These are uncertain times. We hear every day about a new round of layoffs, or closures, or bankruptcies. Companies in trouble seem to add new customer fees and surcharges (e.g. the charges for extra bags on airline flights) every week. And the customer experience gets a bit worse each month.
I am a bit of a contrarian. When stock prices are high, that's a sell signal for me. When they're low, it's time to buy. When it comes to business strategy, a contrarian approach can pay off, too. Times like this present opportunities to buy other businesses at relatively low prices, to build capability while others are laying off great people, and to strengthen customer loyalty. Most organizations retrench in times like these. If your organization is capable of boldly investing while others retreat, you might very well take the most profitable business for yourself.
Here's a list of 18 questions you might ask about your organization now. Perhaps one or two will strike your fancy and lead to profitable strategic moves.
WARNING: If you are in a company driven only by this quarter's earnings, don't bother reading on. These questions won't be interesting to you. On the other hand, if you are accustomed to thinking and acting for the long term benefit of your company's owners, read on!
18 Fearless Strategic Questions
- What assets or businesses might you consider buying now (at firesale prices) that will better position you for growth when the economy improves?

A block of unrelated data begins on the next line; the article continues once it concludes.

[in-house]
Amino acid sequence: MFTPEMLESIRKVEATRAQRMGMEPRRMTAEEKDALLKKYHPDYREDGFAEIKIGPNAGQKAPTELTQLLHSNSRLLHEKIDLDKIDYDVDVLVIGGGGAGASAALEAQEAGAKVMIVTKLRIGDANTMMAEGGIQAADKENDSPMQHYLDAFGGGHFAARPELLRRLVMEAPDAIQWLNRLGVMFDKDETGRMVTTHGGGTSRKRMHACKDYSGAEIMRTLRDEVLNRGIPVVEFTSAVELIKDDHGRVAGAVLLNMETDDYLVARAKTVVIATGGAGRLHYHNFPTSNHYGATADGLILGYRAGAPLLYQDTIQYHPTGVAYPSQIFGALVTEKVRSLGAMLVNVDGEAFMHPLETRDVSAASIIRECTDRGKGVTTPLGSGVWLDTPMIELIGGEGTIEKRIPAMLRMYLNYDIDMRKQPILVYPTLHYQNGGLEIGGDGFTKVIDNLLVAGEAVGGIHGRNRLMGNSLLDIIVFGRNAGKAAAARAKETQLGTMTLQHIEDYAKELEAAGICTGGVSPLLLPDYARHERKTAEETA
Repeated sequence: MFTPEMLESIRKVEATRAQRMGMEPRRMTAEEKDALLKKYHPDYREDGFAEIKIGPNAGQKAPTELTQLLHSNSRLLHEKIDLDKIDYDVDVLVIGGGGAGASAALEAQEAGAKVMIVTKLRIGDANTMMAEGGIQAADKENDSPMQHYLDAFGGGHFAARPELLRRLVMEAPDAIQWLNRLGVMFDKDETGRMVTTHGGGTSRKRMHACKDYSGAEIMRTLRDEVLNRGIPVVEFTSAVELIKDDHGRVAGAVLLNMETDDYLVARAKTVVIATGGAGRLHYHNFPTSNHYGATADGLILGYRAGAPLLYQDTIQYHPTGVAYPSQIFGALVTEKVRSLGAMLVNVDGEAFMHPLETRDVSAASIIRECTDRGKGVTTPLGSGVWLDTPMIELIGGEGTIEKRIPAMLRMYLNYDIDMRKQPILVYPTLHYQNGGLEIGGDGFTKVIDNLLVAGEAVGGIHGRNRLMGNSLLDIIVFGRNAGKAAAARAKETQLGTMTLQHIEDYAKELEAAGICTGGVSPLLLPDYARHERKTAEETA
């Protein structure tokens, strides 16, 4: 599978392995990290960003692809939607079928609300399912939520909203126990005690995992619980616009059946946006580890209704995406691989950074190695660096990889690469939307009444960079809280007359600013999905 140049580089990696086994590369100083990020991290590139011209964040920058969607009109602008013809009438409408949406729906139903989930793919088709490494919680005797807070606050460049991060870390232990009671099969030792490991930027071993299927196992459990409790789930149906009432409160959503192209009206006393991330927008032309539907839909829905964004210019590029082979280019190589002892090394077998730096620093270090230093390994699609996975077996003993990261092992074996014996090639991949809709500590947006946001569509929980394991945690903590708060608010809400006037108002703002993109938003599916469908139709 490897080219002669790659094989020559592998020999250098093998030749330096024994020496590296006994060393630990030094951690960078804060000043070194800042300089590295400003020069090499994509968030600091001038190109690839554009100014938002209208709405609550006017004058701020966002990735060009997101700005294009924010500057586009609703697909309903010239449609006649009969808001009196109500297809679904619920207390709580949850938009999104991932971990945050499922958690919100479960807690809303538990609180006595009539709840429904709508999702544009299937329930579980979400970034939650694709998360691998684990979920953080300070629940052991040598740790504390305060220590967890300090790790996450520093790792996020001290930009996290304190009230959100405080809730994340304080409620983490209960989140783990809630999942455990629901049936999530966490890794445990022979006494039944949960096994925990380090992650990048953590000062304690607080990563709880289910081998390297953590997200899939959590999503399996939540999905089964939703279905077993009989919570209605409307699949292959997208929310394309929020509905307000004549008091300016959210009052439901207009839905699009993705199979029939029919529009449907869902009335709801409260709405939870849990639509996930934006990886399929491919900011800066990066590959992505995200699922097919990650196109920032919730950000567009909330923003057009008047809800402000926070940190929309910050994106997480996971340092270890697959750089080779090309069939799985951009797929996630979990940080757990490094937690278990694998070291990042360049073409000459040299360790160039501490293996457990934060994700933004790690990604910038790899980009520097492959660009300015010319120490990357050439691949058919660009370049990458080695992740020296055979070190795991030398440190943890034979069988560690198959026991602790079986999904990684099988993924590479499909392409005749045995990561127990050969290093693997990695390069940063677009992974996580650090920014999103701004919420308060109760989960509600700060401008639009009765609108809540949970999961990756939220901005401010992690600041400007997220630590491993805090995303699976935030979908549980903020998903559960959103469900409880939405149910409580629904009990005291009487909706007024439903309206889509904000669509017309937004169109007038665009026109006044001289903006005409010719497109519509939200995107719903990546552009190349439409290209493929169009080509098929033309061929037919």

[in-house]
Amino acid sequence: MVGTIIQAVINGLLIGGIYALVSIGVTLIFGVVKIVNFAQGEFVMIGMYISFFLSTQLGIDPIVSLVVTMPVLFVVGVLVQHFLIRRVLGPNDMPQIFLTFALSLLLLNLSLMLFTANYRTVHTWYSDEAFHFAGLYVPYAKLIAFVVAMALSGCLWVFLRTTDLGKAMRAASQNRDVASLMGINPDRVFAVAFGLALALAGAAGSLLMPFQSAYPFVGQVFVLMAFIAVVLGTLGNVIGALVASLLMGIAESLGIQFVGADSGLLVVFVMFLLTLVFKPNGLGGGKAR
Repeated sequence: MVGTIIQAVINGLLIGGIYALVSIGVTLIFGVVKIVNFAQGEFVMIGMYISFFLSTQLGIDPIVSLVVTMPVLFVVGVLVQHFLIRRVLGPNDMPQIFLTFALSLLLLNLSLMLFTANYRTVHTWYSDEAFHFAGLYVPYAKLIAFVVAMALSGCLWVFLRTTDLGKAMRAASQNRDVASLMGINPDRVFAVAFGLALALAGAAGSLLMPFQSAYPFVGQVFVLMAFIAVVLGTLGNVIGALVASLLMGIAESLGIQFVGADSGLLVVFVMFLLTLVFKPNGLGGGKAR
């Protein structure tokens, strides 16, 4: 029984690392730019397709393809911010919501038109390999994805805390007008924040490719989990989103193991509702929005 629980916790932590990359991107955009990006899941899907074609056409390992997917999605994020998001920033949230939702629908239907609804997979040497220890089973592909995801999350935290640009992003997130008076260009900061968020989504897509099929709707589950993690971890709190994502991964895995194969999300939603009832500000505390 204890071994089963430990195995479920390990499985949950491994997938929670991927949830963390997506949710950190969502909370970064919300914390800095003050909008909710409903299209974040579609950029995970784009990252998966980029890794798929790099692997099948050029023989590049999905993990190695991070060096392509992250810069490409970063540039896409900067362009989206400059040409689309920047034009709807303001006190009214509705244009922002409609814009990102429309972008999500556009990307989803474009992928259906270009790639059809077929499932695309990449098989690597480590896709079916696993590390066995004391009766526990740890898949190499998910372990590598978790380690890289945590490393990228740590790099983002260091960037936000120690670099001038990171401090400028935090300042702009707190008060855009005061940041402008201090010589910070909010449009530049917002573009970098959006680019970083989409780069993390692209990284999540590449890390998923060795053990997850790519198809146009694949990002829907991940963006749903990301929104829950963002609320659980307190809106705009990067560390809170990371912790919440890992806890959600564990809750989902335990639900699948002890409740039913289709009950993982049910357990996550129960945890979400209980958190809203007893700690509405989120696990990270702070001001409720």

- What internal capabilities could you build now (while your people are a bit less over-worked) that will supercharge profits when the economy turns?
- Which of your inputs are at low price now? Can you nail those low prices down for the long haul?
- What should you stop doing?
- What should you start doing?
- Other organizations are laying off good people, and more will hit the streets in coming months. Some of those might be great folks for your organization. Who do you need to hire now, in order to fuel success in the next growth period?
- What do you (personally) need to learn now in order to be more effective in an upturn. What does your team need to learn?
- As workload drops a bit, who needs a sabbatical - to recharge and renergize and to pick up new knowledge and skills?
- What processes need to be improved upon, or implemented, to make it easier for your organization to move quickly when things get better?
- Where are gaps appearing in the market - unmet needs and desires that your customers might not yet be aware of - needs and desires that others are not interested in filling?
- Which of your customers are struggling? Of those, which are likely to survive the downturn and then thrive on the upturn? Which of those will you support through the hard times? Of those that may not survive, or won't thrive, which should you drop from your customer list?
- In case the downturn is prolonged, what should you be doing today to mitigate the damage to your business?
- If the US dollar were to drop another 20 percent in value, what will you wish you had done today to prepare?
- If the price of oil were to increase another 20 percent, what will you wish you had done today to prepare?
- Who needs your help in the community? Who is worse off than you? What can you do to help?
- What are you doing to manage your cash flow? What are the risks to your cash flow?
- What new products or services or markets could you be developing now, so that they are poised for rapid growth when the economy turns?
- What opportunities are there for you to provide a much better customer experience than your competitors? As they cut back or add fees and surcharges, what can you do to profitably buck the trend?
And, most important: What do you need to do next?